And yet, like Nixon emerging from the grave of Watergate, Cheney has sought to rebuild his reputation as the national security conscience of his party. "On the question of so-called torture, we don't do torture," he argued in a December interview on ABC. "We never have." He defended the intelligence data that the administration cooked in order to persuade the country to go to war against Iraq. He declared the "global war on terror" still on and Guantanamo still indispensable.

    But last week, he went further. At AEI, he attacked The New York Times for uncovering his secret surveillance program that collected untold amount of information about U.S. citizens and should have outraged every privacy-minded conservative in the country. He argued that "enhanced interrogation techniques" provided critical information that prevented the deaths of hundreds of thousands of people. He warned the Obama administration of closing Guantanamo and bringing terrorists "inside the United States" as though the president were about to release them on the streets of New York. It was a speech, to quote Cheney himself, that reeked of "recklessness cloaked in righteousness."

    The AEI speech, like Cheney's performance as vice president, was rife with misstatements and calculated distortions. As journalists Jonathan S. Landay and Warren P. Strobel point out, the CIA inspector general, FBI director, and director of national intelligence all concur that there is no proof that the information gained through torture thwarted any attacks. The Abu Ghraib abuses were not, as Cheney claimed, the result of a few sadistic guards but the result of orders from top administration officials. Most of those detained in Guantanamo have not been "ruthless enemies of this country" but innocent people or low-level combatants without any valuable intelligence.

    If you don't believe journalists - because, as Cheney implies, they don't have the best interests of the country at heart - consider the perspective of the chief U.S. interrogator in Iraq, Matthew Alexander. "Torture and abuse became Al Qaida's number one recruiting tool and cost us American lives," Alexander writes. "Our greatest success in this conflict was achieved without torture or abuse. My interrogation team found Abu Musab Al Zarqawi, the former leader of Al Qaida in Iraq and murderer of tens of thousands. We did this using relationship-building approaches and non-coercive law enforcement techniques."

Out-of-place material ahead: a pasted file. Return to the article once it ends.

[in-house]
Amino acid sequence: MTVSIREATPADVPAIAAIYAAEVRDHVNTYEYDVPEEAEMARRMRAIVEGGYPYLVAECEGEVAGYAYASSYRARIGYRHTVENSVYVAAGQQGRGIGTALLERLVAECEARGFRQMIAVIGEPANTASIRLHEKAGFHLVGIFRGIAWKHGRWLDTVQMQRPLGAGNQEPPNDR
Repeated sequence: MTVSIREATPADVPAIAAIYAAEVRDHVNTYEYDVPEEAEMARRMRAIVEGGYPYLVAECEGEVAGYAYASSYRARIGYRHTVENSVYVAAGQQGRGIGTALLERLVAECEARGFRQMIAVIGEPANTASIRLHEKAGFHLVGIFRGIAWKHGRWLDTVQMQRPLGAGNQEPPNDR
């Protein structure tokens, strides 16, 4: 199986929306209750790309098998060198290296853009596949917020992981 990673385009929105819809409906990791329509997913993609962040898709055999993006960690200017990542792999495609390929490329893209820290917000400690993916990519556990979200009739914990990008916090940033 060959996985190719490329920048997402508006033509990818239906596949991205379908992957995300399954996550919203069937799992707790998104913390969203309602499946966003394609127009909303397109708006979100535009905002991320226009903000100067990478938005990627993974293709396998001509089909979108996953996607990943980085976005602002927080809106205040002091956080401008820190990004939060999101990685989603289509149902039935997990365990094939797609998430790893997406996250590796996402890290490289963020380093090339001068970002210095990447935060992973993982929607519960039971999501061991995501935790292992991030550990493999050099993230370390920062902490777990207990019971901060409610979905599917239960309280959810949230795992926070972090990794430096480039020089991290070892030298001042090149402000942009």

Of course, Dick Cheney has never been particularly interested in the truth. He wants to achieve his goals. And it appears that he is having some effect.

    By rallying the conservative forces and putting pressure on invertebrate Democrats, Cheney has influenced national policy. The Senate refused to appropriate money for the closure of Guantanamo and the transfer of the prisoners. The president has refused to support a truth commission. More ominously, the Obama administration is now working out its own policy of "preventive detention" - indefinitely holding people that can't be charged and tried in U.S. courts - that violates fundamental American legal principles. In his speech at the National Archives last week, Obama defended his important departures from Bush-era policy (end of torture, closure of Guantanamo) but also showed the influence of Cheney in his emphasis on war, "taking the fight to the extremists," and military commissions.

    Liberal commentators have generally been enthusiastic about Obama's caution. Just check out The Washington Post's liberal stable: David Broder praised Obama and Cheney for both opposing a truth commission; "Obama has mostly called it right," observes Ruth Marcus; and E.J. Dionne, Jr. is delighted at the resurrection of cold war liberalism. Cheney makes Obama look good. But he also pulls the president further to the right.

    Dick Cheney is not just fighting for his principles. He is fighting for his career and those of the team that bent the Constitution to their will. No one expects that the villains in horror movies will observe Marquess of Queensbury rules. The same applies to the former vice president. Expect more down-and-dirty fighting from Dick Cheney. This is one nightmare from which we haven't quite woken up.

    Crossposted from Foreign Policy In Focus where you can read the full post.